Inside Out (Australia)

“Meet in the middle and personalis­e each space”


the layout

Darren: “In an open-plan kitchen/ living/dining area, it’s important to create separate zones. Franky and Josephine already have a large rectangula­r dining table that will work here, but as Josephine isn’t keen on the dated high-back chairs, I say get rid of them and start again with something more modern. A substantia­l piece of art on the blank wall adjacent to the table will introduce a pop of colour – much to Franky’s delight – and also anchor the dining space along with a pendant light above. The couple are struggling with furniture placement in the living area as they don’t want it to be too cluttered, and also need to consider that it’s a transition­al space to other rooms. I would suggest a wipeable three-seater tan leather sofa placed opposite a wall-mounted TV surrounded by built-in storage, which could also serve as overflow space for the kids’ toys. As it would be nice for Franky and Josephine to also be able to look at the garden, I’d suggest an additional upholstere­d ottoman with the flexibilit­y to be used close to the sofa in a chaise longue style or pushed away as separate seating. One must-have is a large rug – no smaller than three metres by two metres – which will visually separate the living space from the kitchen.”

the playroom

Darren: “You need as much storage as humanly possible in a playroom, so I’d start with shelving in the existing niche in the wall, adding big pull-out baskets or drawers for the girls’ toys. This means they can easily access and hopefully put away their things, leaving lots of open floor space for them to play on. Franky and Josephine’s existing modular sofa will also find a new home in here, so I would team that with an upholstere­d coffee table, which could also double as more storage underneath. Another idea might be to attach a big roll of brown paper to a bracket on the wall that the girls could then pull down and draw on. You could paint a wall in blackboard paint, but the playroom is adjacent to the living space so I wouldn’t go crazy in here – save wallpaper, if you fancy that, for their bedrooms – but think of it more as an extension of the living space and introduce colour through their toys rather than with fixed wall coverings. And keep in mind that the girls are going to grow and evolve, so you need the space to be flexible enough to change with that.”

the study

Darren: “Franky has his heart set on a wall of floor-to-ceiling shelving in the study to house his collection of books and music. Although you could get away with some cheaper flat-pack shelving in the playroom, in here, I would build something in. The study is more of an adult space, so you can spend more money knowing it’s not going to get trashed by the kids. You can chew up a lot of your budget building joinery, but here I think it would be money well spent. I’d also install a custom desk for the other side of the room, which would incorporat­e storage in the form of drawers. Franky mentioned a small filing cabinet for this room but a desk with drawers would be softer and create less of a corporate feel. In terms of colours, they could go for white for the joinery but I feel like that would be a bit too safe. Franky and Josephine have chosen a laminate called Whitewashe­d Oak for the powder room that could work in here or they might consider grey, which would work with the greys in both the hard flooring and the carpet. Finally, the study might just end up as the best place for Franky’s mid-century-style teal chair and ottoman, as Josephine isn’t a particular­ly big fan of it!”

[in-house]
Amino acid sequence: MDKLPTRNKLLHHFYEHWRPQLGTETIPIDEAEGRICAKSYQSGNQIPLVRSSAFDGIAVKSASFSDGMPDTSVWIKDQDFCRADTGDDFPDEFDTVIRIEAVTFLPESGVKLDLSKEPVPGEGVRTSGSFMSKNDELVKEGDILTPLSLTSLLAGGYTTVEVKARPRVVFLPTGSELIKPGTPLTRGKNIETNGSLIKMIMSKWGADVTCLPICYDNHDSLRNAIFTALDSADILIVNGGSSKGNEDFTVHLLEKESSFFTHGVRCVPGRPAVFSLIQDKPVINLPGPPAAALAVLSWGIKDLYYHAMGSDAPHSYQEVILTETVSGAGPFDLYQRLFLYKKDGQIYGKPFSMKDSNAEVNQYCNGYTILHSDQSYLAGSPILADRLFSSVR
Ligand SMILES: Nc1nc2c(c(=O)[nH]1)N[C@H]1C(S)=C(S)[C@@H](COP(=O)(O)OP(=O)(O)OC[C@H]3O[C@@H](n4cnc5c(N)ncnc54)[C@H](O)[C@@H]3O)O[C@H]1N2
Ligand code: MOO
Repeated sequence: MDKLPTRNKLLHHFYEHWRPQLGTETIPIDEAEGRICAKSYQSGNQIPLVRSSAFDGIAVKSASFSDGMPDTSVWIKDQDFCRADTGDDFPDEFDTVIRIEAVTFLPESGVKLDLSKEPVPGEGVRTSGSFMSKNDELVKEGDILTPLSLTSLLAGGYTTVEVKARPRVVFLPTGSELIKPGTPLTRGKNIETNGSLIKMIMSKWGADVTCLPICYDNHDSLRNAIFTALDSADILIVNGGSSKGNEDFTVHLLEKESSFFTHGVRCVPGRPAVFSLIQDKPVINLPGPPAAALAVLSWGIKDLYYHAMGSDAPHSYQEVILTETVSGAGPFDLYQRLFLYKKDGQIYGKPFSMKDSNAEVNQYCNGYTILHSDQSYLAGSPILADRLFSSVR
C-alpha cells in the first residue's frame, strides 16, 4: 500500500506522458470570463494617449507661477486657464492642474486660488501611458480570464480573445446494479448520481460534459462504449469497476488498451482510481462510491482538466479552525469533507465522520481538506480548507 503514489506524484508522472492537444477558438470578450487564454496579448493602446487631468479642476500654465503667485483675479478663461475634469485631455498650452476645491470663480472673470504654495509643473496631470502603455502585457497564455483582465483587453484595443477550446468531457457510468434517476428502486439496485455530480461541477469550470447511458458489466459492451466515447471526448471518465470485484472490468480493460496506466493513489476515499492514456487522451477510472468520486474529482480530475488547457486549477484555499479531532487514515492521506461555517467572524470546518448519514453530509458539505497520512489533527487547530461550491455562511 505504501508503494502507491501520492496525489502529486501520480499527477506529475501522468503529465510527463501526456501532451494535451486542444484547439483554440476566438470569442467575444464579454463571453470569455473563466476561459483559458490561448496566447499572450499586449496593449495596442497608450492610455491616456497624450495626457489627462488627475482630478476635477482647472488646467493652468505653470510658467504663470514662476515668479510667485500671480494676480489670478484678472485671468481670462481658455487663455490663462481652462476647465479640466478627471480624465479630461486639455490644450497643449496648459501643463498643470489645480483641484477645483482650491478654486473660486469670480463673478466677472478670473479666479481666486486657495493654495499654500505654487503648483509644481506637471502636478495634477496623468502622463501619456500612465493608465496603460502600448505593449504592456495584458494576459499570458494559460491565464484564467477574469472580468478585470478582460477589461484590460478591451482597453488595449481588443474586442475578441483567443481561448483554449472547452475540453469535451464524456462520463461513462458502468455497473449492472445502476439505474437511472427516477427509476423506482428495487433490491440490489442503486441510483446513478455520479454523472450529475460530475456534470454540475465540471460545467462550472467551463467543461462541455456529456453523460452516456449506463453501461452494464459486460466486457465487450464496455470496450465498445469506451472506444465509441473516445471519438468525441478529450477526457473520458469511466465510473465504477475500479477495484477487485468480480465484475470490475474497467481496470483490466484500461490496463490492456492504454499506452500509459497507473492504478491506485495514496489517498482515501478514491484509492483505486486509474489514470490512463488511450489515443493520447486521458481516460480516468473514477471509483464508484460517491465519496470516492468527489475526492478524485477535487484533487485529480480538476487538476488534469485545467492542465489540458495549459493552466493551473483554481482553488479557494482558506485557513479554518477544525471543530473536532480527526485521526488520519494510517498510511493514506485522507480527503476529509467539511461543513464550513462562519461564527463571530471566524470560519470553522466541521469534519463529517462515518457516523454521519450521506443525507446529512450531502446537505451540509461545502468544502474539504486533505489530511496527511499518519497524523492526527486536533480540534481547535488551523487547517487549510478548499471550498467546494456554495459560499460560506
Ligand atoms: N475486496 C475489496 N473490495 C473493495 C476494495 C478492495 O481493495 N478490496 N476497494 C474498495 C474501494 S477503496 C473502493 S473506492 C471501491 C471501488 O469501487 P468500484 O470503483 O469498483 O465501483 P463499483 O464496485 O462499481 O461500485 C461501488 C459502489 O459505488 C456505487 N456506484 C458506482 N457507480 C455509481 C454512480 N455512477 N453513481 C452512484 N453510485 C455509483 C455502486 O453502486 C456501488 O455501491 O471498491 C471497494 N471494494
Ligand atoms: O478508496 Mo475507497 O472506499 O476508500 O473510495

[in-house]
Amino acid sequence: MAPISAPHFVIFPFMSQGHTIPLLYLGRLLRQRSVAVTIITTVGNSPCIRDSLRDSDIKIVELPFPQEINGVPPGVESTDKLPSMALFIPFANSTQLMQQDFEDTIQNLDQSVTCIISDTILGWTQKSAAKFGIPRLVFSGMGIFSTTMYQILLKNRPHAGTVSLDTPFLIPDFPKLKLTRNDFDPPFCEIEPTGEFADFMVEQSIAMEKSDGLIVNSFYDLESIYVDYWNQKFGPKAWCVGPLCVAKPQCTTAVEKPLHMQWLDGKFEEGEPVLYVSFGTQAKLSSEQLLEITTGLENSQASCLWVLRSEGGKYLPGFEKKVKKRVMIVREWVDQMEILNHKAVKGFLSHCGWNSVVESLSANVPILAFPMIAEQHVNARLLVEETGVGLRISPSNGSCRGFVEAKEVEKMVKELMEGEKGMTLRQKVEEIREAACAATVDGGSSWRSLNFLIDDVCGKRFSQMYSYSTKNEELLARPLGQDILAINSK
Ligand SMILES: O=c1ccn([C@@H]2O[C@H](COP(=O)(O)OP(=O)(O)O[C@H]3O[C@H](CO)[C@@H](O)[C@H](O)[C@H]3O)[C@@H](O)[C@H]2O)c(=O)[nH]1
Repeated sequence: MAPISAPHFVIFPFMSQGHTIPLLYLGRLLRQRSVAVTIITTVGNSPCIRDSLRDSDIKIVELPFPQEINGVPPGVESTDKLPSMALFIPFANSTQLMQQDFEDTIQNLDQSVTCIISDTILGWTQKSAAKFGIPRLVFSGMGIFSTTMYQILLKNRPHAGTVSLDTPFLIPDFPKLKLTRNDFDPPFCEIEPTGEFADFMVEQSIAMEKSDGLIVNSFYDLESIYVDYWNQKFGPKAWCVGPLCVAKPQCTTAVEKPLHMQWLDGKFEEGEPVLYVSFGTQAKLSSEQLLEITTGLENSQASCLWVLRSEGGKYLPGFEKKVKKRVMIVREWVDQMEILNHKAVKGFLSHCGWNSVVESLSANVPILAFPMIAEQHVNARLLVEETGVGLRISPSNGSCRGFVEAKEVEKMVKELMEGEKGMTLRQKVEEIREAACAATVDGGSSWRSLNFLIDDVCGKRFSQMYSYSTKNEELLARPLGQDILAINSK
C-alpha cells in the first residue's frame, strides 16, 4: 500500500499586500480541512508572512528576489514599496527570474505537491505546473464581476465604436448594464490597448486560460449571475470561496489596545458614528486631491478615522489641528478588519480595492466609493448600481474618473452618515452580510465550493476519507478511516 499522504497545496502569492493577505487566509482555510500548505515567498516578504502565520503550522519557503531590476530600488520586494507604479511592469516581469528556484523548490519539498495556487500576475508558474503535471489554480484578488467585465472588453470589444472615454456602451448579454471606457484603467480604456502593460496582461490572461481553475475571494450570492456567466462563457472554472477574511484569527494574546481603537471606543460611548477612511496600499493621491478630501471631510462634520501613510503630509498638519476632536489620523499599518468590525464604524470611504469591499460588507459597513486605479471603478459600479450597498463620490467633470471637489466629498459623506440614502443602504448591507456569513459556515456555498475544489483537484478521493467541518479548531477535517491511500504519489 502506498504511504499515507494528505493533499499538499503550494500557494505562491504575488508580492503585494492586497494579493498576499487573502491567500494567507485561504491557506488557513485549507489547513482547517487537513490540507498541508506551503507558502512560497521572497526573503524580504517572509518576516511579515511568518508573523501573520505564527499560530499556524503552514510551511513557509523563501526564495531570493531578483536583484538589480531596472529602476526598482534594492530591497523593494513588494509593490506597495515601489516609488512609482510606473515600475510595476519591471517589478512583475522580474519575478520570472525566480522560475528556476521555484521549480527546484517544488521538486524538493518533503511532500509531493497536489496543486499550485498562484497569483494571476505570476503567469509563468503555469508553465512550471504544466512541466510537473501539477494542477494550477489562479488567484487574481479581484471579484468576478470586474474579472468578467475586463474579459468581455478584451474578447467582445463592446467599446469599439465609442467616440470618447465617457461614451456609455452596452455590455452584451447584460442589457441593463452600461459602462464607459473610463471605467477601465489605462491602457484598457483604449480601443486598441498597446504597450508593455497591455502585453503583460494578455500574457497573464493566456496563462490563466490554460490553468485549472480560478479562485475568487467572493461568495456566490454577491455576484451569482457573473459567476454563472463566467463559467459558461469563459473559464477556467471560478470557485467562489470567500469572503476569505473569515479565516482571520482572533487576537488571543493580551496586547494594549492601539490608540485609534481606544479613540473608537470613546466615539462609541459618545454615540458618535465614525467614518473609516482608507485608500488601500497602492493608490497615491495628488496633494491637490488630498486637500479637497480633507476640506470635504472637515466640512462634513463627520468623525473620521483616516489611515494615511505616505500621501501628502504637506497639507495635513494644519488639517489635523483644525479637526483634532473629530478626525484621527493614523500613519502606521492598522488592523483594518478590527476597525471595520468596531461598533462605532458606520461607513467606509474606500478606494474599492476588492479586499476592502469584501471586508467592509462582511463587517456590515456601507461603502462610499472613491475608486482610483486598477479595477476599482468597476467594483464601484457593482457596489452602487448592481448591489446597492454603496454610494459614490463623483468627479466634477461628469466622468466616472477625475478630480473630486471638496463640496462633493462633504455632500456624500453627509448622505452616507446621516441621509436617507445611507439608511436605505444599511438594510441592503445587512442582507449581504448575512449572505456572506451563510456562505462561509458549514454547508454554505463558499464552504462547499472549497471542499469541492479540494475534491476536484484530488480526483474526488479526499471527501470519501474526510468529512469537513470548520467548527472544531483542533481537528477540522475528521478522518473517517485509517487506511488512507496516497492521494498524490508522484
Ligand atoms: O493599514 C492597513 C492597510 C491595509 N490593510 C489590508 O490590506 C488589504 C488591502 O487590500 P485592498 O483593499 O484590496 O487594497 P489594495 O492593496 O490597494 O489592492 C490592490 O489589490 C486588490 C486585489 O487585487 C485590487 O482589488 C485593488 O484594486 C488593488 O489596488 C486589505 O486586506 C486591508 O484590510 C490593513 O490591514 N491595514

the outdoor zones

Nathan: “Josephine isn’t keen on decking in the alfresco area as she thinks it will require too much maintenanc­e. As the space is protected from the hot western sun, it makes a lot of sense to extend the paving in the alfresco area out into the garden. This will provide a generous entertaini­ng area with the addition of a raised garden bed, which could also double as a seat. I’d go for a natural and durable stone such as limestone paving here, as it requires minimal maintenanc­e. When building a garden from scratch, I always start at the boundaries and work in, because the most important part is making the space feel your own. I’d look at putting some evergreen planting in front of the Colorbond fence, perhaps Waterhouse­a floribunda (a pretty robust variety of lilly pilly), Ficus hillii or Viburnum, which will create a green wall and a nice vista from the house. Josephine is also keen on a big lawn for Victoria and Zoe, so to the left of the pavers I’d create a kids’ zone where she can still keep an eye on them from the kitchen. There are many different varieties of grass but a warmseason grass like buffalo would be most suitable here as it’s hard-wearing and doesn’t require too much water in summer.”

“Josephine and Franky have two very different styles, preferred eras and takes on colour ” DARREN PALMER, INTERIOR DESIGNER

 ??  ?? WATCH: For a behindthe-scenes look at Darren and Nathan's consultati­on, go to
WATCH: For a behindthe-scenes look at Darren and Nathan's consultati­on, go to
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 ??  ?? the landscaper Nathan Burkett Landscape architect at Nathan Burkett Design (nathanburk­ett.
the landscaper Nathan Burkett Landscape architect at Nathan Burkett Design (nathanburk­ett.

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